Timbres magazine is a French monthly magazine about philately and stamp collecting. It was established in 2000 by the merger of three previous publications: Timbroscopie and Timbroloisirs, both from the philatelic publisher Timbropresse, and Le Monde des philatélistes, from the Le Monde group.
SDTM defines a standard structure for human clinical trial (study) data tabulations and for nonclinical study data tabulations that are to be submitted as part of a product application to a regulatory authority such as the United States Food and Drug Administration (FDA). The Submission Data Standards team of Clinical Data Interchange Standards Consortium (CDISC) defines SDTM.
Topical logic is the logic of topical argument, a branch of rhetoric developed in the Late Antique period from earlier works, such as Aristotle's Topics and Cicero's Topica. It consists of heuristics for developing arguments, which are in the first place plausible rather than rigorous, from commonplaces. In other words, therefore, it consists of standardized ways of thinking up debating techniques from existing, thought-through positions. The actual practice of topical argument was much developed by Roman lawyers. Cicero took the theory of Aristotle to be an aspect of rhetoric. As such it belongs to inventio in the classic fivefold division of rhetoric.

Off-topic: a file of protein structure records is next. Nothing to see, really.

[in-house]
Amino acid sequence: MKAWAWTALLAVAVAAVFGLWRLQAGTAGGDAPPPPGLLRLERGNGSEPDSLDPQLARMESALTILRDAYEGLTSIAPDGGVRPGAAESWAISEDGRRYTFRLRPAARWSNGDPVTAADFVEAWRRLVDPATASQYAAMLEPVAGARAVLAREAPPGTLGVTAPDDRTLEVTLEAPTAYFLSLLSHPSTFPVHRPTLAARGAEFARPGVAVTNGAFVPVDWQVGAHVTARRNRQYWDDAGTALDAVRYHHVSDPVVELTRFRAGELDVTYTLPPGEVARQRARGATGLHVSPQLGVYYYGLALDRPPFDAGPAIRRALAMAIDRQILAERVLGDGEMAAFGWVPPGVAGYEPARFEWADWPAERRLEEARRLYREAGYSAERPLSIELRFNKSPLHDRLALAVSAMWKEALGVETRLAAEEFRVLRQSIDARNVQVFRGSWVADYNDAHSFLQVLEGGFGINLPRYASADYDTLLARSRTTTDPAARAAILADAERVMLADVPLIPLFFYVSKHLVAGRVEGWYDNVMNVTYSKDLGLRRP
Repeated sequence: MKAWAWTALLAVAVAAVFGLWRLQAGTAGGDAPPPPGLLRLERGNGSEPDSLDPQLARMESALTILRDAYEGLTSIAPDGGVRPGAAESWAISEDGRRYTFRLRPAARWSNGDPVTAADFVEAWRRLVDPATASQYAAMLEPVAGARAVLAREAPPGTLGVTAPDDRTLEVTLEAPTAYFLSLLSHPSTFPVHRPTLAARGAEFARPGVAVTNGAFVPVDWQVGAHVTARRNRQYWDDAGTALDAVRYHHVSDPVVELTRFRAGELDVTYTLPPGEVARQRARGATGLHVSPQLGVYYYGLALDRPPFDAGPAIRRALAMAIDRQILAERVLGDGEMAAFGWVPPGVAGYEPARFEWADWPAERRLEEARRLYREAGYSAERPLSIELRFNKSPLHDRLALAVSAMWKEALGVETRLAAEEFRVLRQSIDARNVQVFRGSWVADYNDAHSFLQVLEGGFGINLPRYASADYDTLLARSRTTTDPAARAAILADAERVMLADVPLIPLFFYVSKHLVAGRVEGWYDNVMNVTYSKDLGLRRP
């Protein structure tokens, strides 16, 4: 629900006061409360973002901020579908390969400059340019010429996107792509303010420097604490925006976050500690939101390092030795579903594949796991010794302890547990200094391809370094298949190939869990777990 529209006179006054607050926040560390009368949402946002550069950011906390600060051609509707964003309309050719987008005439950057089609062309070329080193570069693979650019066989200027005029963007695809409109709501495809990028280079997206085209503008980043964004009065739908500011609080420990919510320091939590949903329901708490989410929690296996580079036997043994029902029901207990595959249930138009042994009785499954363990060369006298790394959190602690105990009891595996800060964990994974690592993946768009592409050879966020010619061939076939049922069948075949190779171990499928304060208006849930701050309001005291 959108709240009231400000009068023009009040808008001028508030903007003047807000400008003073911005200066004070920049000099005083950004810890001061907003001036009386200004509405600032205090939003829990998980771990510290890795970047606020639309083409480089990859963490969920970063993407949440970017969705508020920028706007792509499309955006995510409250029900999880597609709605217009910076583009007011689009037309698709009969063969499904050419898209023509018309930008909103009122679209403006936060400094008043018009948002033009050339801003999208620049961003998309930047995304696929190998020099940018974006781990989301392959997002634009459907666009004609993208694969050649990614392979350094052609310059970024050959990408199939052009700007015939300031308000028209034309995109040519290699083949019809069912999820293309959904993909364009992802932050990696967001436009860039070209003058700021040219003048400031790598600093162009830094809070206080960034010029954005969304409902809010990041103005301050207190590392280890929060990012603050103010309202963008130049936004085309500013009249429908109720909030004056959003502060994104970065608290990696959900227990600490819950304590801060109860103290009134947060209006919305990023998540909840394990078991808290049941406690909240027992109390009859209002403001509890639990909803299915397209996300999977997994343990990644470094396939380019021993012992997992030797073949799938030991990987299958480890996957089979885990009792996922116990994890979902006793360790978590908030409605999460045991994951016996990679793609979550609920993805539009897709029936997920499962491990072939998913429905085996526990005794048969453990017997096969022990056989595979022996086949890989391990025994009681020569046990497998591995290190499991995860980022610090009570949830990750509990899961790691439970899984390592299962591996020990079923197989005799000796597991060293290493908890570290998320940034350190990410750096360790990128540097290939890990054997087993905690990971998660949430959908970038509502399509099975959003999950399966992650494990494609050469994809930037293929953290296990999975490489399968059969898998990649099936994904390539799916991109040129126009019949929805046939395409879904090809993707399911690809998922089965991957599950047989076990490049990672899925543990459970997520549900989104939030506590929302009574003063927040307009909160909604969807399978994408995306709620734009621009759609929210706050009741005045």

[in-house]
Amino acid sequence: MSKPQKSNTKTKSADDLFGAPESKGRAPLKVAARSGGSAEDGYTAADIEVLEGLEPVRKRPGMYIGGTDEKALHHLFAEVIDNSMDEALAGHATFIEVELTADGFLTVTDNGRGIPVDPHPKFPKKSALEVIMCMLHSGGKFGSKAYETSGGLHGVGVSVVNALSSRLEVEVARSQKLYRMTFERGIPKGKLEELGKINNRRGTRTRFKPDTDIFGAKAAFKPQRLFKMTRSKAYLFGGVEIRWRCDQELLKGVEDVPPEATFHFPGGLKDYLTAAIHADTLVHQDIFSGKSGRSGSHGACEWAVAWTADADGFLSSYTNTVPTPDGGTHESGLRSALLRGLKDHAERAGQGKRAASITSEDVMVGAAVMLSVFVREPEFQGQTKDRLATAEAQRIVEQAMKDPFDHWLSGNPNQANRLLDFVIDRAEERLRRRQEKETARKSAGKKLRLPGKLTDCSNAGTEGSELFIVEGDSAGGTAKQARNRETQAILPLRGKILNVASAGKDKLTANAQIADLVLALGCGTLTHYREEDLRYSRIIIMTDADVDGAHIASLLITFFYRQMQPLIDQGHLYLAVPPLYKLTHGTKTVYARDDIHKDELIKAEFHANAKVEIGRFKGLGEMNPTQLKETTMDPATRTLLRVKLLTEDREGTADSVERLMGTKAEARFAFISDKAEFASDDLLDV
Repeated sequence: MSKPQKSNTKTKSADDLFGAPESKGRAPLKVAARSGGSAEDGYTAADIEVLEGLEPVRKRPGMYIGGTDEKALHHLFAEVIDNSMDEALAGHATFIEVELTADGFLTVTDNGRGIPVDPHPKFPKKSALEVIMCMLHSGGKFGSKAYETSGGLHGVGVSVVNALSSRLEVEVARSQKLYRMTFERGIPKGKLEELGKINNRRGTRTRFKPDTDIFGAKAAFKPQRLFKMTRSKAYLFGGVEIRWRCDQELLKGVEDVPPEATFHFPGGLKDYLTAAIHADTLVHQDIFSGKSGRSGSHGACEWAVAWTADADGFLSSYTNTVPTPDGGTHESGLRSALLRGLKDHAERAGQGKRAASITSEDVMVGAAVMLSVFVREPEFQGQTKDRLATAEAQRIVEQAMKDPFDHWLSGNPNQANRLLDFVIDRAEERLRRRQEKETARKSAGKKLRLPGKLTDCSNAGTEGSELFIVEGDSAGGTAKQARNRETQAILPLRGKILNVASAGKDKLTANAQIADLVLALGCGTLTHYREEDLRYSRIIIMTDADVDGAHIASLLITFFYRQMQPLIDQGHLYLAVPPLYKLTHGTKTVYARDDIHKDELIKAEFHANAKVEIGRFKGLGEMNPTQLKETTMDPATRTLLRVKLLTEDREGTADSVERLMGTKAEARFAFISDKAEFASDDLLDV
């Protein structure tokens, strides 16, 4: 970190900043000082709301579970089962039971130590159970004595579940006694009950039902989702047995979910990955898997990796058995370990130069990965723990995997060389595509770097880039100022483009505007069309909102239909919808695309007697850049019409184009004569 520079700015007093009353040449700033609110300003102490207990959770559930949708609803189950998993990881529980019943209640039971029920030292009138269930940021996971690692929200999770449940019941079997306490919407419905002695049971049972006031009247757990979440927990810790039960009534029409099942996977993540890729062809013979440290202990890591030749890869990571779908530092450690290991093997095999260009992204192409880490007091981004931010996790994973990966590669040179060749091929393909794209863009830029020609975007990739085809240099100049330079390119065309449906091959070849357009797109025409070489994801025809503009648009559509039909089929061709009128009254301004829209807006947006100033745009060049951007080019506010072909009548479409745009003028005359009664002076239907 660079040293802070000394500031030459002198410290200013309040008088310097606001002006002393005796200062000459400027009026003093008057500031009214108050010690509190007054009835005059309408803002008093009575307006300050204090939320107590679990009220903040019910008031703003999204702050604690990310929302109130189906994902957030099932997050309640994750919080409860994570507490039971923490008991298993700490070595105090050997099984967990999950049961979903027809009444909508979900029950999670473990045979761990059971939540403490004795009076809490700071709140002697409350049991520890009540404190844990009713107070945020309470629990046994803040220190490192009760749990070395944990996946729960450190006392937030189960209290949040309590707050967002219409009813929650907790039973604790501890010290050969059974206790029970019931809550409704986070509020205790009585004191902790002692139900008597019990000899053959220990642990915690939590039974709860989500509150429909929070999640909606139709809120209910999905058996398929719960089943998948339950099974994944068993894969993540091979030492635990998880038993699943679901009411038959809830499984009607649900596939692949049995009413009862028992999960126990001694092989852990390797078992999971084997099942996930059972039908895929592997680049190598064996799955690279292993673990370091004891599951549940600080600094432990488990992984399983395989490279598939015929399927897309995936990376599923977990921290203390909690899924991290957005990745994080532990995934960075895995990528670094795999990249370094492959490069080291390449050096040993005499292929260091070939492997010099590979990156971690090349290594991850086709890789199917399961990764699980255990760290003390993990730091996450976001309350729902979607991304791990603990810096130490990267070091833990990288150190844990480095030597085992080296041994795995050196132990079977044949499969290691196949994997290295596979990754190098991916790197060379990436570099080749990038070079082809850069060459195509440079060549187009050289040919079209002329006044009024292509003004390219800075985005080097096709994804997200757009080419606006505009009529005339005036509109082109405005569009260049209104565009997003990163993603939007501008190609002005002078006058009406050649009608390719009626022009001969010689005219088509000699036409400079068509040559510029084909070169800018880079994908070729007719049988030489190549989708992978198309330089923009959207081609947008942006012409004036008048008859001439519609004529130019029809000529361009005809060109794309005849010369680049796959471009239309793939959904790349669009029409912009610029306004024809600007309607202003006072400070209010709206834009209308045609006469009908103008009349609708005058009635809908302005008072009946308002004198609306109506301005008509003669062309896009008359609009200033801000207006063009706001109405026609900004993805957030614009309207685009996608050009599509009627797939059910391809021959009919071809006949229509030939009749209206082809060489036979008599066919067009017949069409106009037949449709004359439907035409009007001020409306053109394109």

Mary Ann Aspinwall Owens, of New York City, was an advocate of thematic collecting of postage stamps, such as collecting stamps showing birds, butterflies, ships, famous art, and so on. She was successful in her effort to officially help introduce thematic collecting into national and international philatelic exhibitions.
This is a glossary of policy debate terms.
The Sylvan Debating Club is a free speech society in which topical issues are discussed. Founded in London in 1868, it meets monthly and employs a traditional motion-based debating format.